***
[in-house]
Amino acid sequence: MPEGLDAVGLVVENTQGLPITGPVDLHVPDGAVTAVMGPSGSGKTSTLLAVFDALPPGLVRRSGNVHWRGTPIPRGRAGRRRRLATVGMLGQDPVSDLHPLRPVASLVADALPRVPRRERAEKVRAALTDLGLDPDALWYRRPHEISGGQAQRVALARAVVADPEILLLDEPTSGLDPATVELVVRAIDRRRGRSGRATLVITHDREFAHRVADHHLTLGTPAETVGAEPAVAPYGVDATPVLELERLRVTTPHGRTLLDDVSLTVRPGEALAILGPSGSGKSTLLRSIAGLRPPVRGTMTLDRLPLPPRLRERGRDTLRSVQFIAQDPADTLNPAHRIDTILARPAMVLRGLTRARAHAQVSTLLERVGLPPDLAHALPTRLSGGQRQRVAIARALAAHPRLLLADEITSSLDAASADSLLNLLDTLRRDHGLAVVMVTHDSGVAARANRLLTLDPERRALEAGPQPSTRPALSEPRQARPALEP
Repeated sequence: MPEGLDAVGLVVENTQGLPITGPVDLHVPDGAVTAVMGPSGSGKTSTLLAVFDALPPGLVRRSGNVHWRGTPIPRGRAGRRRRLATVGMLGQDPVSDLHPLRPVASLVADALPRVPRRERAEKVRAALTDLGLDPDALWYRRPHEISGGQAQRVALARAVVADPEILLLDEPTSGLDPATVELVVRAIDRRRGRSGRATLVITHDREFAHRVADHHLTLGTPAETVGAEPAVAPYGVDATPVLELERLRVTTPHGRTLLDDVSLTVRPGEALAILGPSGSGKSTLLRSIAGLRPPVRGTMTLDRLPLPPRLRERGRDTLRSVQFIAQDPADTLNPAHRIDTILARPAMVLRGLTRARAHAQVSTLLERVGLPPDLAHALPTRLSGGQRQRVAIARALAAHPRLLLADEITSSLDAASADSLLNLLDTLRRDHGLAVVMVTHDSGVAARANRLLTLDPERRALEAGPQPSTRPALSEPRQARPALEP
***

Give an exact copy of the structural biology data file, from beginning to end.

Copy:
[in-house]
Amino acid sequence: MPEGLDAVGLVVENTQGLPITGPVDLHVPDGAVTAVMGPSGSGKTSTLLAVFDALPPGLVRRSGNVHWRGTPIPRGRAGRRRRLATVGMLGQDPVSDLHPLRPVASLVADALPRVPRRERAEKVRAALTDLGLDPDALWYRRPHEISGGQAQRVALARAVVADPEILLLDEPTSGLDPATVELVVRAIDRRRGRSGRATLVITHDREFAHRVADHHLTLGTPAETVGAEPAVAPYGVDATPVLELERLRVTTPHGRTLLDDVSLTVRPGEALAILGPSGSGKSTLLRSIAGLRPPVRGTMTLDRLPLPPRLRERGRDTLRSVQFIAQDPADTLNPAHRIDTILARPAMVLRGLTRARAHAQVSTLLERVGLPPDLAHALPTRLSGGQRQRVAIARALAAHPRLLLADEITSSLDAASADSLLNLLDTLRRDHGLAVVMVTHDSGVAARANRLLTLDPERRALEAGPQPSTRPALSEPRQARPALEP
Repeated sequence: MPEGLDAVGLVVENTQGLPITGPVDLHVPDGAVTAVMGPSGSGKTSTLLAVFDALPPGLVRRSGNVHWRGTPIPRGRAGRRRRLATVGMLGQDPVSDLHPLRPVASLVADALPRVPRRERAEKVRAALTDLGLDPDALWYRRPHEISGGQAQRVALARAVVADPEILLLDEPTSGLDPATVELVVRAIDRRRGRSGRATLVITHDREFAHRVADHHLTLGTPAETVGAEPAVAPYGVDATPVLELERLRVTTPHGRTLLDDVSLTVRPGEALAILGPSGSGKSTLLRSIAGLRPPVRGTMTLDRLPLPPRLRERGRDTLRSVQFIAQDPADTLNPAHRIDTILARPAMVLRGLTRARAHAQVSTLLERVGLPPDLAHALPTRLSGGQRQRVAIARALAAHPRLLLADEITSSLDAASADSLLNLLDTLRRDHGLAVVMVTHDSGVAARANRLLTLDPERRALEAGPQPSTRPALSEPRQARPALEP